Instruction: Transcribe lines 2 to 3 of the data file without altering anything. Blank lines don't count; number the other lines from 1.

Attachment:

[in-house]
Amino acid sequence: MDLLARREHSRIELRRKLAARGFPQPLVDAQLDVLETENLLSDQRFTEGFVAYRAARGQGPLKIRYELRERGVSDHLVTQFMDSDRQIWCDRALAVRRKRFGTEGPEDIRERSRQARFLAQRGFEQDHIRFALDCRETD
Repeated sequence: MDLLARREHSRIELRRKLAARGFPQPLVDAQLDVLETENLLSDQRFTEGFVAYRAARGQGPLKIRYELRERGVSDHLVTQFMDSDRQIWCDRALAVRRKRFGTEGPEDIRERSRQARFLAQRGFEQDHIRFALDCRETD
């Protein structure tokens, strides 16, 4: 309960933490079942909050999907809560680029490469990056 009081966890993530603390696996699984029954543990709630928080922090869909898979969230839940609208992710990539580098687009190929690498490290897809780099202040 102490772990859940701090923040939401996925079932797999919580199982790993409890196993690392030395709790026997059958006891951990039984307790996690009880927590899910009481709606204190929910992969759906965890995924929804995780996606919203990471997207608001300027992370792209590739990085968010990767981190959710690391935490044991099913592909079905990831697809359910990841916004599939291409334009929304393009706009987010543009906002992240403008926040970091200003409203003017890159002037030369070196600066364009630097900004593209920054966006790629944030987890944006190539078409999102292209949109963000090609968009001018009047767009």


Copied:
Amino acid sequence: MDLLARREHSRIELRRKLAARGFPQPLVDAQLDVLETENLLSDQRFTEGFVAYRAARGQGPLKIRYELRERGVSDHLVTQFMDSDRQIWCDRALAVRRKRFGTEGPEDIRERSRQARFLAQRGFEQDHIRFALDCRETD
Repeated sequence: MDLLARREHSRIELRRKLAARGFPQPLVDAQLDVLETENLLSDQRFTEGFVAYRAARGQGPLKIRYELRERGVSDHLVTQFMDSDRQIWCDRALAVRRKRFGTEGPEDIRERSRQARFLAQRGFEQDHIRFALDCRETD